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Monday 17th June 2019

Childlessness linked to early death

7th December 2012

Researchers in Denmark say that people who want to have children, but who cannot, are at greater risk of an early death than parents.


Writing in the Journal of Epidemiology and Community Health, the researchers found that the link was particularly marked for women who had been unsuccessful at conceiving.

The study used data from more than 21,000 couples who had sought to conceive via in-vitro fertilisation (IVF), and noticed that the risk of premature death was four times higher among women who had failed to conceive than among women who had children.

However, the risk was very low in the first place, and only 316 people died during the study, which lasted for 11 years.

The study authors, from Aarhus University, said they also remained aware that an association was not the same as showing a causal relationship. This means that childlessness does not necessarily cause early death.

The data in the study dated from 1994-2005, and was sourced from population registries in Denmark which keep details of births, deaths and IVF procedures.

A total of 15,149 children were born to the 21,276 childless couples who registered for IVF treatment. Of that group, 96 women and 220 men died.

The researchers concluded that having a child cut the risk of early death, particularly among women.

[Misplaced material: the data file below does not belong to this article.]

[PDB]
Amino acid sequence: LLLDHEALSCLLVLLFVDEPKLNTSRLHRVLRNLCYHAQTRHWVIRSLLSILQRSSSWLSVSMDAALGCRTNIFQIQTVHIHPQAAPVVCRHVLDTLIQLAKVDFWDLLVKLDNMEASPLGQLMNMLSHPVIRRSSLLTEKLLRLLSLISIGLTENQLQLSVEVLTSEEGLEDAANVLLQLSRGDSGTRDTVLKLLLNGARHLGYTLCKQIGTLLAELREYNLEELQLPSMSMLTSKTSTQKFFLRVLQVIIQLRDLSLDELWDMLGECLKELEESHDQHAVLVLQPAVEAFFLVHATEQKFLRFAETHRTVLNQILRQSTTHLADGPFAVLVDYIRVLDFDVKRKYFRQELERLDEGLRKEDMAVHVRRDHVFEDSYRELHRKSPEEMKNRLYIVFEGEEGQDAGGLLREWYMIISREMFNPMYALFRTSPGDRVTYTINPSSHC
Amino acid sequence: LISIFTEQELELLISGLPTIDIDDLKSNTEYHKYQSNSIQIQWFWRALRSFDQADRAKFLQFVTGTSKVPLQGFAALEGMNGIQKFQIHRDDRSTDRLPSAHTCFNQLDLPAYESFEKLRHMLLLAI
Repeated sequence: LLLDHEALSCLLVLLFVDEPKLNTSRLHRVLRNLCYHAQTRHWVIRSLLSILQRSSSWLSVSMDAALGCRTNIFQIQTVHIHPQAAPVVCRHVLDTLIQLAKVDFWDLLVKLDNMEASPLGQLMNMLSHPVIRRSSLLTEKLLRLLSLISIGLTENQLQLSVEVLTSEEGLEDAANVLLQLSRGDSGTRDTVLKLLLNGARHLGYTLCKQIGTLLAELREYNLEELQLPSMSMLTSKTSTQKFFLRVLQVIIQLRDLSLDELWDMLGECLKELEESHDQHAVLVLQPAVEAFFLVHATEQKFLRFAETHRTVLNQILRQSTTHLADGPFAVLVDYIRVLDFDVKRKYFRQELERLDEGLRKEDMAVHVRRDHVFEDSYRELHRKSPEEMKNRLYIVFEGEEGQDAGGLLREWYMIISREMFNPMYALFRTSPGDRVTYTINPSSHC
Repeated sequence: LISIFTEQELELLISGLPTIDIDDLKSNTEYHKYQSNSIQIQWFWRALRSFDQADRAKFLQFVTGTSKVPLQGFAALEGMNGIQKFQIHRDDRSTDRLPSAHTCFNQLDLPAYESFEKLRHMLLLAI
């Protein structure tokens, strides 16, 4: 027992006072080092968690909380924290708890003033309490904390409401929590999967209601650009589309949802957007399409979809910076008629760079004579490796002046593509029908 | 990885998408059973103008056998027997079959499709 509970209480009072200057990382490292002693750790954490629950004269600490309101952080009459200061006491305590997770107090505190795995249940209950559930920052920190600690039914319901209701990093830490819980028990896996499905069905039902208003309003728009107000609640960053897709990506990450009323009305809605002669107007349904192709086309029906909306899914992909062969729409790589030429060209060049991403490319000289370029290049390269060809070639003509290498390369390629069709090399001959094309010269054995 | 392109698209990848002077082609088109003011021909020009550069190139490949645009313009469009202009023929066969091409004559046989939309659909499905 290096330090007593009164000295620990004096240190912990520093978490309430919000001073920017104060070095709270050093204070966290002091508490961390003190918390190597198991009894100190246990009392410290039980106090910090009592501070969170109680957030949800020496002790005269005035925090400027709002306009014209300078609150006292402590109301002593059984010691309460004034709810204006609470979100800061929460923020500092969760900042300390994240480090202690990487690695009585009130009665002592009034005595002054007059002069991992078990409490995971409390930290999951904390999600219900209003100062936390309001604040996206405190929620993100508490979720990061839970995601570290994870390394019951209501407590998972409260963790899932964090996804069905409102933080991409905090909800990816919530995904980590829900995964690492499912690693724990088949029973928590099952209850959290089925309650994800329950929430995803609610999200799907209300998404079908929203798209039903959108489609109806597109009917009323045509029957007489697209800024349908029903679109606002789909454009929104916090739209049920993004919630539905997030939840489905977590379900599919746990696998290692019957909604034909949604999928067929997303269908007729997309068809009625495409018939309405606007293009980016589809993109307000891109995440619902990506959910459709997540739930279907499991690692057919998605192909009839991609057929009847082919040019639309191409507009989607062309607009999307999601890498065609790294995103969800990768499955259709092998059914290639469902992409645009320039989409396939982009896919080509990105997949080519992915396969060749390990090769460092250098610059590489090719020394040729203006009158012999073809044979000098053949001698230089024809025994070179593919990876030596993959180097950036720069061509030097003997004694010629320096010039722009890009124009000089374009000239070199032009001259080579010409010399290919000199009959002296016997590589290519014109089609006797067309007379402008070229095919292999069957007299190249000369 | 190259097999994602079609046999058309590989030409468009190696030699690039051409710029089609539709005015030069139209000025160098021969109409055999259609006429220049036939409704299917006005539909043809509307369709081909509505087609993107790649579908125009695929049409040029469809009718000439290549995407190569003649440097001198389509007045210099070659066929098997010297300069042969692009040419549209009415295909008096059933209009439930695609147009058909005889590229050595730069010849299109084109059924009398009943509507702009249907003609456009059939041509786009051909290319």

The women who died in the study had circulatory disease, cancers, or were involved in accidents.

According to consultant psychologist Ingrid Collins, the findings from the study could not be extrapolated to draw conclusions about the population as a whole.

She said that people who had got as far as IVF clinics could be suffering the strain of unsuccessful attempts to have children, and might have underlying depression.

She said it was merely speculation to suggest that not having a child caused the deaths.

She said death rates were a complicated phenomenon, and that whether people were married, their level of social privilege, their spiritual beliefs, if any, could all play a part in how long a person lived.

But clinical psychologist Helen Nightingale said that a family could help people with terminal illnesses live longer, because they were more likely to want to stick around to see their families grow.

She said people who had children and grandchildren increased a person's psychological resistance to dying, and that relationships were powerful factors in a person's desire to live.

The study found the level of mental health problems did not vary greatly between those with children and those without, although couples who adopted had half the rate of mental illness that parents had.

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